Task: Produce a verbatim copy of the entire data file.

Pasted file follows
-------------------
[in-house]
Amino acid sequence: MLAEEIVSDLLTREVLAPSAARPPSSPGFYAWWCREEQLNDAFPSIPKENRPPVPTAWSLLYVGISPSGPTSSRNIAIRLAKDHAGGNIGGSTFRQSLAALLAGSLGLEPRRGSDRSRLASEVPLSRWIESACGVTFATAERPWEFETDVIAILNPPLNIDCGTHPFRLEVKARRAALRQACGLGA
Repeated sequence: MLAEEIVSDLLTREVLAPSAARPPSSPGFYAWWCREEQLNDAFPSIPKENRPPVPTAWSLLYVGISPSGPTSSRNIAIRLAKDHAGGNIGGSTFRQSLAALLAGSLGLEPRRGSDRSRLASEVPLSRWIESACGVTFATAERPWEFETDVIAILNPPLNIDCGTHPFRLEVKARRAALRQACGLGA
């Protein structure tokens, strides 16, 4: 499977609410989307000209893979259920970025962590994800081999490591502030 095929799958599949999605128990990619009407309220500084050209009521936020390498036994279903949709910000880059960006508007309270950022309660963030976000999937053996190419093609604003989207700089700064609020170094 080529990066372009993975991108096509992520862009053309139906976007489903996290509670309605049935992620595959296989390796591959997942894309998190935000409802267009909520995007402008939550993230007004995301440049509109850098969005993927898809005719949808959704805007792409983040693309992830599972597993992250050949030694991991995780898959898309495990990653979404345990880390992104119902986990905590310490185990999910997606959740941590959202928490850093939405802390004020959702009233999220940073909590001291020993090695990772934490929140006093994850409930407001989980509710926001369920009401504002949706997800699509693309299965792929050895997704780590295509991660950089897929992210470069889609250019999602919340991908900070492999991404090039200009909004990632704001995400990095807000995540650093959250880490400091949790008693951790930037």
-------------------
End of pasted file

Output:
[in-house]
Amino acid sequence: MLAEEIVSDLLTREVLAPSAARPPSSPGFYAWWCREEQLNDAFPSIPKENRPPVPTAWSLLYVGISPSGPTSSRNIAIRLAKDHAGGNIGGSTFRQSLAALLAGSLGLEPRRGSDRSRLASEVPLSRWIESACGVTFATAERPWEFETDVIAILNPPLNIDCGTHPFRLEVKARRAALRQACGLGA
Repeated sequence: MLAEEIVSDLLTREVLAPSAARPPSSPGFYAWWCREEQLNDAFPSIPKENRPPVPTAWSLLYVGISPSGPTSSRNIAIRLAKDHAGGNIGGSTFRQSLAALLAGSLGLEPRRGSDRSRLASEVPLSRWIESACGVTFATAERPWEFETDVIAILNPPLNIDCGTHPFRLEVKARRAALRQACGLGA
């Protein structure tokens, strides 16, 4: 499977609410989307000209893979259920970025962590994800081999490591502030 095929799958599949999605128990990619009407309220500084050209009521936020390498036994279903949709910000880059960006508007309270950022309660963030976000999937053996190419093609604003989207700089700064609020170094 080529990066372009993975991108096509992520862009053309139906976007489903996290509670309605049935992620595959296989390796591959997942894309998190935000409802267009909520995007402008939550993230007004995301440049509109850098969005993927898809005719949808959704805007792409983040693309992830599972597993992250050949030694991991995780898959898309495990990653979404345990880390992104119902986990905590310490185990999910997606959740941590959202928490850093939405802390004020959702009233999220940073909590001291020993090695990772934490929140006093994850409930407001989980509710926001369920009401504002949706997800699509693309299965792929050895997704780590295509991660950089897929992210470069889609250019999602919340991908900070492999991404090039200009909004990632704001995400990095807000995540650093959250880490400091949790008693951790930037």